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Hearing Thursday looks at Fairchild’s second chance to land new Air Force tanker

Fairchild Air Force Base has lost out again in its bid to host the new generation of aerial refueling tankers, the KC-46A pictured here. (U.S. Air Force graphic)
Fairchild Air Force Base has lost out again in its bid to host the new generation of aerial refueling tankers, the KC-46A pictured here. (U.S. Air Force graphic)

Spokane’s second chance at convincing the Pentagon to send the nation’s new aerial tanker to Fairchild Air Force Base marks a major milestone Thursday evening when military experts come to town for a special hearing.

The Air Force has scheduled an Environmental Impact Statement scoping meeting to estimate the costs and benefits of putting the new KC-46A tankers at Fairchild sometime after 2020, when the military will need a second active-duty home for the new planes.

Fairchild, currently home to KC-135 tankers built in the 1950s and 1960s, was a finalist to be the base to get the first 36 Pegasus tankers being built by Boeing in Washington. It lost that competition in late 2013 when the final analysis concluded renovations needed to handle the new plane would cost less at McConnell Air Force Base, and the Kansas facility was closer to more bases with planes that need to be refueled.

Last year, the Air Force announced Fairchild was on the short list for the second such facility, known as Main Operating Base 4. Also on the list are Dover Air Force Base in Delaware, Travis Air Force Base in California, Grand Forks Air Force Base in North Dakota and Joint Base McGuire-Dix-Lakehurst in New Jersey.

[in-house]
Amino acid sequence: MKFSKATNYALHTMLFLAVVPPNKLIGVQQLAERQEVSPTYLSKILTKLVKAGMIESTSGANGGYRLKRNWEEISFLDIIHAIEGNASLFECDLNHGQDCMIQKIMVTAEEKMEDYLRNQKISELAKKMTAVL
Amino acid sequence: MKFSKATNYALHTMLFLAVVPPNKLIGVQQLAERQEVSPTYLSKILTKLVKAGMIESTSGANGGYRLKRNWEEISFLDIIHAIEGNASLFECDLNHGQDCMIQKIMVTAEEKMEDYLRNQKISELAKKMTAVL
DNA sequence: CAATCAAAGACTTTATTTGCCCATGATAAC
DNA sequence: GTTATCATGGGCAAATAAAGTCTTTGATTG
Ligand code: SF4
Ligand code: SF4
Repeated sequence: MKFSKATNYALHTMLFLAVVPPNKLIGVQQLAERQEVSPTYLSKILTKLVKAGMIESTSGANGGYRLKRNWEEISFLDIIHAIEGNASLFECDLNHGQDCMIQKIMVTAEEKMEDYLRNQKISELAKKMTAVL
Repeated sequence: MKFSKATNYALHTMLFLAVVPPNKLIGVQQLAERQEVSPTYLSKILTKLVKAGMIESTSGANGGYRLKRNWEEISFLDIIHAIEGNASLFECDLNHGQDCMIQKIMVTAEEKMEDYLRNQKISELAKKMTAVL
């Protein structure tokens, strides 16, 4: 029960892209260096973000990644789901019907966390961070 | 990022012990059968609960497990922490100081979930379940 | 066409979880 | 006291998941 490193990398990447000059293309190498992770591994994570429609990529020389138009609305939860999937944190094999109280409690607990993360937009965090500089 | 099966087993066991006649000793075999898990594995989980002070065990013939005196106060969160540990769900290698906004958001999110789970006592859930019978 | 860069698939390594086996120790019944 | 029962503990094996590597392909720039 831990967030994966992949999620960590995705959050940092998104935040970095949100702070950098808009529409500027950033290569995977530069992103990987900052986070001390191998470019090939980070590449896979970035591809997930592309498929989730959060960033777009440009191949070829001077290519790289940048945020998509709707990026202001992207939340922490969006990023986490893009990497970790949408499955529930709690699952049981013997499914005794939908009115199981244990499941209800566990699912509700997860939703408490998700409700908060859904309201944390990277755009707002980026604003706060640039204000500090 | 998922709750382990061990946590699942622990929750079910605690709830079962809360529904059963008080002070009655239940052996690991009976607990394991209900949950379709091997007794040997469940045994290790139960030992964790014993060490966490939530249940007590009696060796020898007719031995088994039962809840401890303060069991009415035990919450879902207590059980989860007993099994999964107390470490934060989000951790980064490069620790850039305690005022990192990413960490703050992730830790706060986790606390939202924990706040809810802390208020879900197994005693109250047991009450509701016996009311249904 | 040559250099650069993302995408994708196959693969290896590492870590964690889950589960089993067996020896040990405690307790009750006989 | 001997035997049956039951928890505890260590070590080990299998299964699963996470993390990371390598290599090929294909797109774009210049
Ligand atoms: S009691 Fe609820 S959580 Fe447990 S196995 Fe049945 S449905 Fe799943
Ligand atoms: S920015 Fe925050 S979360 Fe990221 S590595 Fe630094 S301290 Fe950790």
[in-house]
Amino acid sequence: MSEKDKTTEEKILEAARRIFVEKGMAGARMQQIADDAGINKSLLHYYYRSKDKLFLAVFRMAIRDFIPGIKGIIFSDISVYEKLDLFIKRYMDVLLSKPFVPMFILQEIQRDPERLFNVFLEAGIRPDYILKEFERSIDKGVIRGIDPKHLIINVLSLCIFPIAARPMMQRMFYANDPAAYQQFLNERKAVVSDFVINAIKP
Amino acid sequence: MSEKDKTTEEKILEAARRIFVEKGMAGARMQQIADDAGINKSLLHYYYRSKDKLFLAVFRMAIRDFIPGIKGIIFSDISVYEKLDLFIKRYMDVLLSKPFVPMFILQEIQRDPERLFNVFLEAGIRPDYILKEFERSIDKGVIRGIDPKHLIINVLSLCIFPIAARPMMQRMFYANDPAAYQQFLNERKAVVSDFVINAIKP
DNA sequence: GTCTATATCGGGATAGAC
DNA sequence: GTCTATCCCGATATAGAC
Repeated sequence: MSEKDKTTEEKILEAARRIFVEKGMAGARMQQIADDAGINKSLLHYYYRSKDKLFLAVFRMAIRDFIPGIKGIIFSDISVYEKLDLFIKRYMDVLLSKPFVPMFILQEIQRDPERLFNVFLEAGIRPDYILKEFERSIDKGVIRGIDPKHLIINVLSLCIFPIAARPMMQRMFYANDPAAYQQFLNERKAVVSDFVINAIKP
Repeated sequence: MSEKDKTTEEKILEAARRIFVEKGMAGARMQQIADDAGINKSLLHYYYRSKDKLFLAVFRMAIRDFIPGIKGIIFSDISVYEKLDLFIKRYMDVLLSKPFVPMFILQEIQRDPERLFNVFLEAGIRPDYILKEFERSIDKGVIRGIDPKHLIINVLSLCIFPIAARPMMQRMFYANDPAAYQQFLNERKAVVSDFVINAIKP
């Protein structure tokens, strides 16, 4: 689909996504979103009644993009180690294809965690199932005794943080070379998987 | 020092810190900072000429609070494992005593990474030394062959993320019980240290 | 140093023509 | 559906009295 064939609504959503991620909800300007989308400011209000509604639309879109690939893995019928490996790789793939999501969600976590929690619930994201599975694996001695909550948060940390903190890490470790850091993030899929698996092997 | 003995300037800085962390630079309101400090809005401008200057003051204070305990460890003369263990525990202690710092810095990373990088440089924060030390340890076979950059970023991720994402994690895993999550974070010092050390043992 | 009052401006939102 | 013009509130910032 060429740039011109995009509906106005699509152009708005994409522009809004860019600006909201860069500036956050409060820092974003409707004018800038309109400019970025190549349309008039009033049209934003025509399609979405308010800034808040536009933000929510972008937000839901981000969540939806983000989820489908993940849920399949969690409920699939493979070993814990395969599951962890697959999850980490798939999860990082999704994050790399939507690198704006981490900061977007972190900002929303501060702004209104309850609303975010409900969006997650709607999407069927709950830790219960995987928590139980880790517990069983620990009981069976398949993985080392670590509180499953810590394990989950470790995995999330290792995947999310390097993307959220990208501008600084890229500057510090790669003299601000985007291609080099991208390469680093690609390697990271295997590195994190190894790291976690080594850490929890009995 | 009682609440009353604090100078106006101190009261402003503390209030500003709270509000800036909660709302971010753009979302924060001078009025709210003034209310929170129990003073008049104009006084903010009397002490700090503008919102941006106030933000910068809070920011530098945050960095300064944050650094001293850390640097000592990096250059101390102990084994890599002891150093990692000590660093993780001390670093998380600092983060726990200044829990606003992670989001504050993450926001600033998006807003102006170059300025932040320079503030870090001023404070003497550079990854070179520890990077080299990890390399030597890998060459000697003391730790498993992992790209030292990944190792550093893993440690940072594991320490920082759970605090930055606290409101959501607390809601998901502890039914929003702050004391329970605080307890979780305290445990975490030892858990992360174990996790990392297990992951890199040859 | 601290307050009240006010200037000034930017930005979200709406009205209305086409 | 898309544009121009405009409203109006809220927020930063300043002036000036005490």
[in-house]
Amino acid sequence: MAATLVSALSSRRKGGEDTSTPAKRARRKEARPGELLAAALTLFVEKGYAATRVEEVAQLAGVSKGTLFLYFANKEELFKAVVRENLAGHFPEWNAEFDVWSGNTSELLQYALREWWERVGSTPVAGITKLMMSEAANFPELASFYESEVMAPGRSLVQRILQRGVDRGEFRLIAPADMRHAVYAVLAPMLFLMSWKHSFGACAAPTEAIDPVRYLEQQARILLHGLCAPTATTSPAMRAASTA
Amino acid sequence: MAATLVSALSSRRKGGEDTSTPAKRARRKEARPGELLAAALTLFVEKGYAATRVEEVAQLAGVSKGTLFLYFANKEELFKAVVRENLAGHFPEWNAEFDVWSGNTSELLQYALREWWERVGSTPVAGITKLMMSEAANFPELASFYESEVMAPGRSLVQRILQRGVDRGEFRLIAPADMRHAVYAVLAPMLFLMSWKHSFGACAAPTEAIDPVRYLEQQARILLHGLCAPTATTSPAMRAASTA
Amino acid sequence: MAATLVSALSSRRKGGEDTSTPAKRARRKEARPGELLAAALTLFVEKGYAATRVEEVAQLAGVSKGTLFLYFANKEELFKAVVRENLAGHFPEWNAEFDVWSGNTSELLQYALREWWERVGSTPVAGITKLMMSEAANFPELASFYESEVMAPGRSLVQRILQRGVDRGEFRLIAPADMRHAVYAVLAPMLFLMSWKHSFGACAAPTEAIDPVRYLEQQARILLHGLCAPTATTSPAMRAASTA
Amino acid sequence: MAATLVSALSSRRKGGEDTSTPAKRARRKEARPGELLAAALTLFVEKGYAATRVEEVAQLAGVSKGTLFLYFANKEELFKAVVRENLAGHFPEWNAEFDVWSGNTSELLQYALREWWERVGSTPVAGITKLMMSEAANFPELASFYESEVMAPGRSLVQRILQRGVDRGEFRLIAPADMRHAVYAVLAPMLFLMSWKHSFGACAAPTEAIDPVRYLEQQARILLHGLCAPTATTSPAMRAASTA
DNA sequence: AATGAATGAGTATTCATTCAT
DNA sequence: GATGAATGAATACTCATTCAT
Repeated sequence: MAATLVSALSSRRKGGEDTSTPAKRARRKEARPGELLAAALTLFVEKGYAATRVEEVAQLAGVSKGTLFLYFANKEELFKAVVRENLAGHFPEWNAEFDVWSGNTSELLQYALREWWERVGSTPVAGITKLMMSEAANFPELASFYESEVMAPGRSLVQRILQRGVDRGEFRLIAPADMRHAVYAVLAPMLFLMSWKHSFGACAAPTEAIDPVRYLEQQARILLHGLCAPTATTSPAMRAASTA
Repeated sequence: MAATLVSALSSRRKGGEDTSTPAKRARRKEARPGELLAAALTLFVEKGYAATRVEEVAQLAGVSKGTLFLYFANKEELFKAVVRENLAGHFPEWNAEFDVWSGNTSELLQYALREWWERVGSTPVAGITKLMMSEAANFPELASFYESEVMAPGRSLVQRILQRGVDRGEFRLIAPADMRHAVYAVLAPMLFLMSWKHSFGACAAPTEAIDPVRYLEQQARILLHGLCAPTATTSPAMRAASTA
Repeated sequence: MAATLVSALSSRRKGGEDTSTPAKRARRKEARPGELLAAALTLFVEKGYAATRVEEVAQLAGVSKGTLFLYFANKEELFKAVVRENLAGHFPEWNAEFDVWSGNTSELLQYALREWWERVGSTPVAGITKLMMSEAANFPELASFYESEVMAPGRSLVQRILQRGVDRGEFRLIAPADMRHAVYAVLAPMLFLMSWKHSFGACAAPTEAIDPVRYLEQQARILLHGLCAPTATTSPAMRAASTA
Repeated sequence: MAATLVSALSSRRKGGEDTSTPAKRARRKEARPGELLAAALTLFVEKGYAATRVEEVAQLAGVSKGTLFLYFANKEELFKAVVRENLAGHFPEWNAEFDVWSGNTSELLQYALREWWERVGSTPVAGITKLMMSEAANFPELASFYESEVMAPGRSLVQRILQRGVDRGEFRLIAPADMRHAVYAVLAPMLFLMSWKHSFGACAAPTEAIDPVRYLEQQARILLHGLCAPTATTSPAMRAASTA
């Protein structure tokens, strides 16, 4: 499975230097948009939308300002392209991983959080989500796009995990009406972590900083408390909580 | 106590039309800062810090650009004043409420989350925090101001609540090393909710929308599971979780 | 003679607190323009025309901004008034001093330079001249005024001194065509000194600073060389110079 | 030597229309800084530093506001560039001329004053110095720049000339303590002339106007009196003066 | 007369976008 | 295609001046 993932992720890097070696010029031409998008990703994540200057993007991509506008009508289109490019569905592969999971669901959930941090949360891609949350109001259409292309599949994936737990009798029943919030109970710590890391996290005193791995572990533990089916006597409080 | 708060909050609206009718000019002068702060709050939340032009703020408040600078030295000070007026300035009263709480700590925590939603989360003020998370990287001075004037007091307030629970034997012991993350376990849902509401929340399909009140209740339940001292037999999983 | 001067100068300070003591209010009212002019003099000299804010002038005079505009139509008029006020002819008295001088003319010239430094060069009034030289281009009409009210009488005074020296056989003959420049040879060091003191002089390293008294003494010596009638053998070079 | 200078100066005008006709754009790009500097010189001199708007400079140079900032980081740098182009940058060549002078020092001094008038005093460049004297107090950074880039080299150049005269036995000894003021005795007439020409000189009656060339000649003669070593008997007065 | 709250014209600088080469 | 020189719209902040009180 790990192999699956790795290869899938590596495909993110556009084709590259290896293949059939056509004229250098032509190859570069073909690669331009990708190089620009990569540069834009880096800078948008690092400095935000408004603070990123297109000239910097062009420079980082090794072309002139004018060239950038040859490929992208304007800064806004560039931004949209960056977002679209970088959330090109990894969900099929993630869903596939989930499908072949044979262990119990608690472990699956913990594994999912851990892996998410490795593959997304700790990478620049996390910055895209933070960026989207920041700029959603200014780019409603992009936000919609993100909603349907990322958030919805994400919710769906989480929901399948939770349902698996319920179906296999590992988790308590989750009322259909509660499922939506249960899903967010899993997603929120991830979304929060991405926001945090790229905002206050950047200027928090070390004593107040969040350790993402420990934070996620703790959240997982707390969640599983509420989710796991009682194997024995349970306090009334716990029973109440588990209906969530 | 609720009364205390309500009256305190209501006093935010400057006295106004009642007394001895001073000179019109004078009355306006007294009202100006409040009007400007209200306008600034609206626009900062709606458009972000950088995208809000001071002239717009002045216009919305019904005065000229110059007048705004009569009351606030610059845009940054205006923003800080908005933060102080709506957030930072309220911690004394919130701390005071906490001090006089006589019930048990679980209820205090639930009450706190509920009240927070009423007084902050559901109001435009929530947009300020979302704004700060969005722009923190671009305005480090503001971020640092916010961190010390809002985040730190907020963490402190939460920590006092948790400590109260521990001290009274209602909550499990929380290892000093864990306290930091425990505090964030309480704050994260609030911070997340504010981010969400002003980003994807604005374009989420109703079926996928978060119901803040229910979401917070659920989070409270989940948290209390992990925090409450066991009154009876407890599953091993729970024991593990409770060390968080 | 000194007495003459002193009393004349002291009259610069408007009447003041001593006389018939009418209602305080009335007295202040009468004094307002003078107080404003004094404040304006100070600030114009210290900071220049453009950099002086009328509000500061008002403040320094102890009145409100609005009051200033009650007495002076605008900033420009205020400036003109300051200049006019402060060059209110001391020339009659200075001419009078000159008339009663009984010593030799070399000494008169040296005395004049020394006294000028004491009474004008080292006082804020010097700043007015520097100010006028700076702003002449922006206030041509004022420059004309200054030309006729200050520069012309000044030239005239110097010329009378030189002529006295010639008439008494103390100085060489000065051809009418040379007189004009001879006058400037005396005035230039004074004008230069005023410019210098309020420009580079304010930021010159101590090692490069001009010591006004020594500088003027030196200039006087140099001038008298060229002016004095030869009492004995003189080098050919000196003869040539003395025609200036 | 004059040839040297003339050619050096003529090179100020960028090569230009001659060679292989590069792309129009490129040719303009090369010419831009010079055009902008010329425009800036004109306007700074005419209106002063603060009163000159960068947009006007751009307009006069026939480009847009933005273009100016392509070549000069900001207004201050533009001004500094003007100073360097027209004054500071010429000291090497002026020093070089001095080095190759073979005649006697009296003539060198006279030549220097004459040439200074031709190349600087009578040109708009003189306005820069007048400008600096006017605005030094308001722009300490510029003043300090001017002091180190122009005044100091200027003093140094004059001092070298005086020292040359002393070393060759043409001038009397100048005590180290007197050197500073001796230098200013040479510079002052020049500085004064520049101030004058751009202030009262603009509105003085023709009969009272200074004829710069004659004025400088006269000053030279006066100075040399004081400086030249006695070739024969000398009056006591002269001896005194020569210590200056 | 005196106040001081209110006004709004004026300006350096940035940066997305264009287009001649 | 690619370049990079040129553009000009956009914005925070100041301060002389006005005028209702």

Grand Forks was also on the list as a possible first home for the KC-46A, but Fairchild scored higher in that competition. The Delaware base, which is the home to large transport planes, and the California and New Jersey bases, which are currently home to the KC-10 tankers the Air Force would like to retire, are new for this round of considerations.

Sen. Patty Murray, D-Wash., one of the driving forces behind securing a new tanker for the Air Force, has also been a long-time advocate of putting the earliest ones to roll off the assembly line in Everett at Fairchild, the nation’s closest base to operations in the Pacific and Asia.

“Between its location, infrastructure and community support, there’s no doubt to me that Fairchild is the best possible pick of the five potential sites,” Murray said Friday in a statement released by her staff. “But as I’ve expressed directly to the Secretary of the Air Force, I’m gravely concerned that this round of the process has been not only opaque but deeply flawed, and I am actively working in Congress to ensure we right this wrong.”

Murray protested when the list of bases being considered for the second round of tankers was expanded to include those housing KC-10s. Those two bases are located in populous and politically influential New Jersey and California.

In announcing the hearings, the Air Force said it would be studying “operational requirements, potential impacts to existing missions, housing, infrastructure and manpower.”

The local economic benefits of landing the new base is substantial: The impact statement for the first round of base selection estimated a $292 million boost to the Spokane economy from construction and additional personnel.

That means local, state and federal elected officials are actively lobbying the Pentagon to pick Fairchild in this second round. But so are their counterparts in areas around the other bases.


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